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Development of an "anti-disease" vaccine and diagnostic tests for African trypanosomosis

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On the path to a vaccine for trypanosomosis

The livelihoods of African livestock farmers are constantly threatened by the wasting disease, African animal trypanosomiasis (AAT). A European project has made major headway towards the development of an effective, sustainable vaccine.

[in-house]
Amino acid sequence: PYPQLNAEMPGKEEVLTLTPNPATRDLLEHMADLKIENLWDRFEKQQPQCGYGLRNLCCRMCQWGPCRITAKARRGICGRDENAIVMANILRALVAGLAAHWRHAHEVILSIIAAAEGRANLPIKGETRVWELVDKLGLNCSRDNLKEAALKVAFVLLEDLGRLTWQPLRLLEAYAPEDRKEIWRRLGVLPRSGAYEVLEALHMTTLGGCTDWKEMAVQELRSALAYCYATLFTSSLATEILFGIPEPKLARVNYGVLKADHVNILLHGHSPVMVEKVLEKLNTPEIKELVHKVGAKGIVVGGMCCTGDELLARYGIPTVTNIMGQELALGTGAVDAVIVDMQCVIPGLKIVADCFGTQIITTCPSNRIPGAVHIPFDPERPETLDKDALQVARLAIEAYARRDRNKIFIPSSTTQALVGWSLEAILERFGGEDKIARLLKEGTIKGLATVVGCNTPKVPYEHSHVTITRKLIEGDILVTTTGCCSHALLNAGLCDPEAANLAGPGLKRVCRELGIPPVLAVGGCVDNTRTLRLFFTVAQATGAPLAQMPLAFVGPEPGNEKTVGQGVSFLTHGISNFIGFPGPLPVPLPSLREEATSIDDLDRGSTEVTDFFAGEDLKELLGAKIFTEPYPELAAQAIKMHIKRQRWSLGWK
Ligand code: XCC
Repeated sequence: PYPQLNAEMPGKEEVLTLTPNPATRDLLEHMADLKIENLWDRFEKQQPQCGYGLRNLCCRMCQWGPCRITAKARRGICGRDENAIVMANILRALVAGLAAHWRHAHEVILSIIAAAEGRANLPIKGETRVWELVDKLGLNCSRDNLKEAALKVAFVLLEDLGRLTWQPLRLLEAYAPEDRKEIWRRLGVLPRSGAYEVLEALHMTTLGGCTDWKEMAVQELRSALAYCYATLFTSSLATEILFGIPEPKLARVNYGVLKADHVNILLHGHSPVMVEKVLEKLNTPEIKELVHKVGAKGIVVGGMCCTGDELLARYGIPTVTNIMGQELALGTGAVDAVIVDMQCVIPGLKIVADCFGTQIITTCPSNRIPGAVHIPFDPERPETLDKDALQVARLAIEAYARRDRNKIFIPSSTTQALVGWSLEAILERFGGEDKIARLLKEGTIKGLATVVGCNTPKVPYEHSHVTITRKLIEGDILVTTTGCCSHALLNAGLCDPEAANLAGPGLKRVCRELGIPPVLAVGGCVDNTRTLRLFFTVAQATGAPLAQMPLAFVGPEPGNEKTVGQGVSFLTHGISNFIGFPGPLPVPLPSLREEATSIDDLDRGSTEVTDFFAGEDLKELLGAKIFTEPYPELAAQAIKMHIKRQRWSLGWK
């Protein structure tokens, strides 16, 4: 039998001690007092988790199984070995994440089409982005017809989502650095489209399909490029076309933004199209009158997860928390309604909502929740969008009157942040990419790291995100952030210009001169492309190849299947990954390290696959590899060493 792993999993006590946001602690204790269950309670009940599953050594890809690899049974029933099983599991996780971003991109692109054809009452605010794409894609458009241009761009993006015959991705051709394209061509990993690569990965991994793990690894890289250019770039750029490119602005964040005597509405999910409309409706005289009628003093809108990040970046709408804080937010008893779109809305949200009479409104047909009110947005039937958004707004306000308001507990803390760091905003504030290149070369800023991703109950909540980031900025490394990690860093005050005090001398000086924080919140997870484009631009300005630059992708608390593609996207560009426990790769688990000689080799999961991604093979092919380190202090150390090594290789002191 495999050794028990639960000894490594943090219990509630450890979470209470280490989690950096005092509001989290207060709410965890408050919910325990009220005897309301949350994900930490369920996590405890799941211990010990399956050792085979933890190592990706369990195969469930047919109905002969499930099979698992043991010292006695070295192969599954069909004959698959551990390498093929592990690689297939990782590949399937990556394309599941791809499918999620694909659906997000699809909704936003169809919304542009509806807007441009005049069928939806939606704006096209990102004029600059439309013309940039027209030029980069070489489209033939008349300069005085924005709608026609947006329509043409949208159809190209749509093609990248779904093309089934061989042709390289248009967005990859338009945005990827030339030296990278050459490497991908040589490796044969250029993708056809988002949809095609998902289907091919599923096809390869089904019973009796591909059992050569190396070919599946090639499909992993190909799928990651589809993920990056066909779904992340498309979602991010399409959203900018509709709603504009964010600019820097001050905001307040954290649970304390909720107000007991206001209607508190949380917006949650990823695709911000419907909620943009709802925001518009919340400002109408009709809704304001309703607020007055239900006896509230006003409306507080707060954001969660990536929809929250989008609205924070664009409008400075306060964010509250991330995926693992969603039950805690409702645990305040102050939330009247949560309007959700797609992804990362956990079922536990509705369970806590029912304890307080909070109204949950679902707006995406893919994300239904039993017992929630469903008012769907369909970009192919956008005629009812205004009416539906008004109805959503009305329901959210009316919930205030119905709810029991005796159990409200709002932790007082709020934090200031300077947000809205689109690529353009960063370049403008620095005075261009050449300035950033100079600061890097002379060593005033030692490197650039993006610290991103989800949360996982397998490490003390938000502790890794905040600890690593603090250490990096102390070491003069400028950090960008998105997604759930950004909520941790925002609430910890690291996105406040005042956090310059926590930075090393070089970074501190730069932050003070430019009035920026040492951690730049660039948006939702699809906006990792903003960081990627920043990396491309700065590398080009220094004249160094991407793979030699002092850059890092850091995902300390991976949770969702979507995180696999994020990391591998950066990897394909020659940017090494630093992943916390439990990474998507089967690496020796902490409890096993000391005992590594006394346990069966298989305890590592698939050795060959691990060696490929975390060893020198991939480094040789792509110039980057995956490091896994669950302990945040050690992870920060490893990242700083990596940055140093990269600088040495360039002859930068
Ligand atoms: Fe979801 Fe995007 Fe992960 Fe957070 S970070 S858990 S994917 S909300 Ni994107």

AAT, also known as nagana, causes serious losses in livestock from anaemia, loss of condition and emaciation. The livestock disease is found mainly in areas of Africa where its vector, the tsetse fly, exists. A European-funded project, 'Development of an "anti-disease" vaccine and diagnostic tests for African trypanosomosis' (TRYPADVAC2) continued earlier work to develop a vaccine to prevent the disease. As well as preventive measures, project objectives included the development of methods for accurate diagnosis. By developing immunisation strategies against pathogenic factors, TRYPADVAC2 took an anti-disease vaccine approach. The team expanded on previous work involving an immumosuppressive cysteine protease of Trypanosoma congolense, so-called congopain. They also focused on screening and characterisation of other pathogenic molecules, particularly those causing anaemia and host fat and energy metabolism disturbances. Genomics and proteomics were used to investigate parasite pathogenic pathways. TRYPADVAC2 used crystallisation studies to determine the 3D structure of congopain as a basis for vaccine studies. In addition, other molecules with potential for diagnostic and therapeutic roles were identified. These included the cathepsin B coding genes, metacaspases found in plants, fungi and protozoa but not in mammals – natural inhibitors of trypanosomal proteases. Antibody and antigen detection tests based on previously identified molecules as well as some new discoveries from four species of Trypanosoma and different mammal hosts proved very fruitful. Nineteen recombinant and three native antigens were identified, isolated from natural and experimental infections. On the diagnostic front, a large number of antigens were tested. One, cathepsin B, gave very promising results for a test for T. congolense, the main cause of nagana in farmed animals. The TRYPADVAC2 project generated almost 20 scientific papers on trypanosomosis with more in the pipeline. Consortium scientists have placed many more cornerstones in the research framework to develop a vaccine to tackle this destructive disease in the African farming industry.

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